JavaScript 101: Scope Closures

After looking at scope and hoisting last week, it’s time to tackle the often puzzling and feared notion of closure.

Closures are an integral part of the JavaScript language, and the fact that they are many a time misunderstood, dreaded, perhaps even intentionally avoided is quite unfortunate, and one should attempt to address this as soon as possible. Because closures are, first and foremost, a very powerful feature of the language, as long as they are recognized and used fittingly.

Closure what?

Closures in JavaScript stem from the language’s reliance on lexical scope. They occur naturally everywhere.

A closure is the mechanism by which a function is able to remember and access its lexical scope, despite that function executing outside of its lexical scope.

Let’s see it at work.

function foo() {
  var x = 1;

  function bar() {

  return bar;

function baz = foo();


Now, there are a few things happening here, some more apparent than others.

It’s clear that bar() has lexical scope access to the scope of its containing foo().

But then, a reference to bar() is returned, as a value. foo() is executed and its returned value (bar()) is assigned to our new variable baz. Which is then invoked (baz()). The end result of this is a call to bar(), using a different identifier, and outside its original lexical scope.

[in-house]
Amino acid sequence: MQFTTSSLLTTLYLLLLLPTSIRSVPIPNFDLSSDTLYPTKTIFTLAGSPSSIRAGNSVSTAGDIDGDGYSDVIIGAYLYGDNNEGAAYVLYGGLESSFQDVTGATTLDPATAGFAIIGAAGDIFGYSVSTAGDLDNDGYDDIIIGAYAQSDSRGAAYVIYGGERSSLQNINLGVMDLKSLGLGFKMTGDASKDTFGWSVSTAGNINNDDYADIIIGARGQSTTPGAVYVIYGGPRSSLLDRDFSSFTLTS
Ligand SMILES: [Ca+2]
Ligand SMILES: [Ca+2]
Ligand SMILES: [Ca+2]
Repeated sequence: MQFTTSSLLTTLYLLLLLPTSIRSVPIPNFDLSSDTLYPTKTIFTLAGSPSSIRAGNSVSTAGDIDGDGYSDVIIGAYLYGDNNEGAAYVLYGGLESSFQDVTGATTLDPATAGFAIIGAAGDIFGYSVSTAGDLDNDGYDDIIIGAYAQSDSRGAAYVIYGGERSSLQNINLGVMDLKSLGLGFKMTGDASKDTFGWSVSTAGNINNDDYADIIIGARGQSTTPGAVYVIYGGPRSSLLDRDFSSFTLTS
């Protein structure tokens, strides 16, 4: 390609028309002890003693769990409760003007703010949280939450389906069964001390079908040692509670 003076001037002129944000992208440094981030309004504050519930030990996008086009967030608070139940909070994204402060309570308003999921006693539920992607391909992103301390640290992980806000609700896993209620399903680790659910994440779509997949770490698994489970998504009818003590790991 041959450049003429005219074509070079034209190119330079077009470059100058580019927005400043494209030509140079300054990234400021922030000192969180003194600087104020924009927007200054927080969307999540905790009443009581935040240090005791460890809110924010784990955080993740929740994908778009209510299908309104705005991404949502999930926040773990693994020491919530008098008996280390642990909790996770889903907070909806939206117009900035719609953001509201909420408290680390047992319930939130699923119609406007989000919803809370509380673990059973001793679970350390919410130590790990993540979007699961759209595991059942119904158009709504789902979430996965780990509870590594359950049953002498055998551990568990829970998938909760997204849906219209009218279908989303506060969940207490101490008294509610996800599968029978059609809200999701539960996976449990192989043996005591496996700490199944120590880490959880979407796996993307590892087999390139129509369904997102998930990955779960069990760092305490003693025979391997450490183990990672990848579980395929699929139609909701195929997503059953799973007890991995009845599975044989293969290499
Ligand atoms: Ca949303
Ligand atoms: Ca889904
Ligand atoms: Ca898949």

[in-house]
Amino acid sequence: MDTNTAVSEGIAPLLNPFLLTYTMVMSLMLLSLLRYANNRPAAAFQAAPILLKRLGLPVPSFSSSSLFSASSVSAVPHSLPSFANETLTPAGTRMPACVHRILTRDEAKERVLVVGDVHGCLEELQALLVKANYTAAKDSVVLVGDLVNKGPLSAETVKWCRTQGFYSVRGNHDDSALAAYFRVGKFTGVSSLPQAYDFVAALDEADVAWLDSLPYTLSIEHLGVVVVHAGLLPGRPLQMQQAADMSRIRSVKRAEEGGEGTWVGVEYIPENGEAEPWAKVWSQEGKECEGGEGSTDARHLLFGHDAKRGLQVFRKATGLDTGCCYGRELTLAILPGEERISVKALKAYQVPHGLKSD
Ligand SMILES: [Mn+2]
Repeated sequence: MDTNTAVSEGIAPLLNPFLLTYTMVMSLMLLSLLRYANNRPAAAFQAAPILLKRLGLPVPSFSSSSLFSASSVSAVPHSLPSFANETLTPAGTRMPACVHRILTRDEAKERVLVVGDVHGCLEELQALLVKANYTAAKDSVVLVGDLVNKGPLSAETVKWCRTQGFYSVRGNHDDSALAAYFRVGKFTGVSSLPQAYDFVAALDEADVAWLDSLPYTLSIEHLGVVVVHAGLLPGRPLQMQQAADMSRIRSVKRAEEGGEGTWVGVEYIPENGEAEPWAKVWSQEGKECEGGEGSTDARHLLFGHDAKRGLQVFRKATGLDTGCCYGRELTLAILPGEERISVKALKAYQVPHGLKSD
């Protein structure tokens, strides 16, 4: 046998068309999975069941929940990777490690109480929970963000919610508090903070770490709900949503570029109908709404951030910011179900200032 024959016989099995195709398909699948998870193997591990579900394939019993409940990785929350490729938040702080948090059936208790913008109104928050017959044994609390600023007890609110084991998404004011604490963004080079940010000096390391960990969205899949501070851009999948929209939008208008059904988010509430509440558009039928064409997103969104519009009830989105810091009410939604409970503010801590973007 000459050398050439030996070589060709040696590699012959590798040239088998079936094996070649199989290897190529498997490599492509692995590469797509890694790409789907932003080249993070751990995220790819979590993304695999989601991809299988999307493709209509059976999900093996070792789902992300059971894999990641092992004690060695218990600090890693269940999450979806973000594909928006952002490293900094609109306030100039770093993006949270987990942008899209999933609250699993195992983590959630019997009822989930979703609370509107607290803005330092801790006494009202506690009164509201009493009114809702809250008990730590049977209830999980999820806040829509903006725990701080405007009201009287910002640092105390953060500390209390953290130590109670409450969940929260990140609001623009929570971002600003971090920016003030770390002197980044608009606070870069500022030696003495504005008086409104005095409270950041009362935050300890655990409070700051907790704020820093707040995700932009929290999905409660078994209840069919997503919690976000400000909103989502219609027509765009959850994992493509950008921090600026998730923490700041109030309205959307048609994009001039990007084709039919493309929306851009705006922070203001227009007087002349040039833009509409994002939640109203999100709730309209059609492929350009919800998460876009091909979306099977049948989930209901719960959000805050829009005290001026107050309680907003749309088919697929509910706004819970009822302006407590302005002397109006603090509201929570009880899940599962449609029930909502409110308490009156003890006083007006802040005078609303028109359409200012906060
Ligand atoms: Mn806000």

What’s very interesting here is that once foo() is executed, its lexical scope doesn’t just get binned, but is kept and used by bar() when that is invoked later on via baz().

We conclude that bar() still has a reference to foo()‘s lexical scope, and that reference is what we call a closure.

There are many ways in which to pass inner functions to places outside their lexical scope, but all these scenarios have one thing in common: the inner function, called outside of its lexical scope defined at declaration time, will maintain a reference to that scope and will make use of it at execution time. Closure magic!

They’re everywhere

Everywhere, I tell you!

Let’s see a very familiar, closure-powered scenario:

function wait(msg) {
  setTimeout(function delay() {
  }, 1000);

wait("The wait is over");

What happens here? Well, first of all, wait() is executed. 1000ms later, delay(), an inner function of wait() originally passed to setTimeout is finally executed as well. But delay() still has closure over wait(), and therefore has access to its lexical scope, and implicitly to msg. Closure magic!

We’ll leave this entry short, sweet and magical, but we’ll come back to closures in future posts, when we discuss how they are the driving force behind certain code patterns. That’s it for now!